1999 LearningProbabilisticNetworks

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~75 http://scholar.google.com/scholar?cites=11049291384216845408



  • A probabilistic network is a graphical model that encodes probabilistic relationships between variables of interest. Such a model records qualitative influences between variables in addition to the numerical parameters of the probability distribution. As such it provides an ideal form for combining prior knowledge, which might be limited solely to experience of the influences between some of the variables of interest, and data. In this paper, we first show how data can be used to revise initial estimates of the parameters of a model. We then progress to showing how the structure of the model can be revised as data is obtained. Techniques for learning with incomplete data are also covered. In order to make the paper as self contained as possible, we start with an introduction to probability theory and probabilistic graphical models. The paper concludes with a short discussion on how these techniques can be applied to the problem of learning causal relationships between variables in a domain of interest.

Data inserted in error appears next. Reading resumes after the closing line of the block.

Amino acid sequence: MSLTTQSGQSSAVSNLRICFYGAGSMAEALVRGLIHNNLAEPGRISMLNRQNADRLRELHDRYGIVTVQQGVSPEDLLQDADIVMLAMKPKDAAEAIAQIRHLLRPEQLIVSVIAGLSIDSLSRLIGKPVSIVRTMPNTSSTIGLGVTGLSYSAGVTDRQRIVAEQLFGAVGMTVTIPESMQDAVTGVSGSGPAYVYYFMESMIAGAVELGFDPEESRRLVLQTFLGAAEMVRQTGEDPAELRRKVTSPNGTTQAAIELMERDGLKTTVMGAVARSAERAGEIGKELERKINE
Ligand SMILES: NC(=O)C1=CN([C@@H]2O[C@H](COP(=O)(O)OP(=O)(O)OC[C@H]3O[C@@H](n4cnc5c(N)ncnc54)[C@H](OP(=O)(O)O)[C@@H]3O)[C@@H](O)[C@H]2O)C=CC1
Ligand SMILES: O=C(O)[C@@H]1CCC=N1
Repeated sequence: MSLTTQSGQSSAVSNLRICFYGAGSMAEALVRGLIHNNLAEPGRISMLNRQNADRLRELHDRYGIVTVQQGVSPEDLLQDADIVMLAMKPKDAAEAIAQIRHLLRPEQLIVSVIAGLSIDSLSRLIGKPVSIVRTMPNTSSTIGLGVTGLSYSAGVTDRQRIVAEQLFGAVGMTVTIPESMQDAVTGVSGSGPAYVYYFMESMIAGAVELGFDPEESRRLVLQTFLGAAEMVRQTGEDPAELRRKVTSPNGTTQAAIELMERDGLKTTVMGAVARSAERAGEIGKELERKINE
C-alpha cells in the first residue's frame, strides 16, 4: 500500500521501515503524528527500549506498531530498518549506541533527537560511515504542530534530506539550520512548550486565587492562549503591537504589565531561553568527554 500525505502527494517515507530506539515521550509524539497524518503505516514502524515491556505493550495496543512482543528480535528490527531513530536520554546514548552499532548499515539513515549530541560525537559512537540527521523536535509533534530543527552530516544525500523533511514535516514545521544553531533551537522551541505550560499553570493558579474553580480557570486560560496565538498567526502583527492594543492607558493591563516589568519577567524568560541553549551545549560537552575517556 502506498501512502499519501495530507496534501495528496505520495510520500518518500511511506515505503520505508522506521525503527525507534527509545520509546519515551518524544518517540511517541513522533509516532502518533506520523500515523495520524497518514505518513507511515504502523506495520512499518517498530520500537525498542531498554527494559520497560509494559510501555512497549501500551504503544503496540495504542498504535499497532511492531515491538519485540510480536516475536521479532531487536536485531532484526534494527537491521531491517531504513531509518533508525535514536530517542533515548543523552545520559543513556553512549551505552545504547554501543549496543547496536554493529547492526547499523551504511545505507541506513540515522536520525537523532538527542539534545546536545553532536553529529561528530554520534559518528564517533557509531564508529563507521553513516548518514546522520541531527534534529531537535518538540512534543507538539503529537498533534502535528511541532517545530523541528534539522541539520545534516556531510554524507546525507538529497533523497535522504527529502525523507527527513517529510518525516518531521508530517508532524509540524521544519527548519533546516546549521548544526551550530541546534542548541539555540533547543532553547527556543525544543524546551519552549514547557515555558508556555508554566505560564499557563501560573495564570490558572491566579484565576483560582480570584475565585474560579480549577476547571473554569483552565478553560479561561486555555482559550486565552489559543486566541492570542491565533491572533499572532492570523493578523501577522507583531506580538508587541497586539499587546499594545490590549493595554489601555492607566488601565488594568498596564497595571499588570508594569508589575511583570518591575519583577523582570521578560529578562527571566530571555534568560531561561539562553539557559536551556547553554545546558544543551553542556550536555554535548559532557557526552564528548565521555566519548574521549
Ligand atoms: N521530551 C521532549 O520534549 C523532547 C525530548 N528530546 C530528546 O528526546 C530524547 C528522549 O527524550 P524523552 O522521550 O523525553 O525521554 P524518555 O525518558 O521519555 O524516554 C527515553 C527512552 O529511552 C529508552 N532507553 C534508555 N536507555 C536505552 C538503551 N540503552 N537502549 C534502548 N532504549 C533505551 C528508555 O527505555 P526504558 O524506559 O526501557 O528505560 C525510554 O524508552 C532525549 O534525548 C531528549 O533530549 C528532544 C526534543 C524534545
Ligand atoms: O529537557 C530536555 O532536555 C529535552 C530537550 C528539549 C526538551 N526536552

4. Graph theory

  • As mentioned in the opening to this section, the important point about a graphical representation of a set of variables is that the edges can be used to indicate relevance or influences between variables. Absence of an edge between two variables, on the other hand, provides some form of independence statement; nothing about the state of one variable can be inferred by the state of the other
  • There is a direct relationship between the independence relationships that can be expressed graphically and the independence relationships that can be defined in terms of probability distributions.

7.5 Some further reading on learning parameters

  • Dawid and Lauritzen [22] introduced the notion of a hyper Markov law. This is a probability distribution over a set of probability measures on a multivariate space. Their philosophy is similar to [88], in that the role of the expert is seen as a provider of a prior distribution expressing their uncertainty about the numerical parameters of a graphical model. These parameters may then be revised and eventually superseded, using case data. A major distinct contribution of [22] is to explore the details of this Bayesian approach to learning parameters in the context of undirected rather than directed graphs.



 AuthorvolumeDate ValuetitletypejournaltitleUrldoinoteyear
1999 LearningProbabilisticNetworksPaul J. KrauseLearning Probabilistic Networkshttp://citeseerx.ist.psu.edu/viewdoc/summary?doi=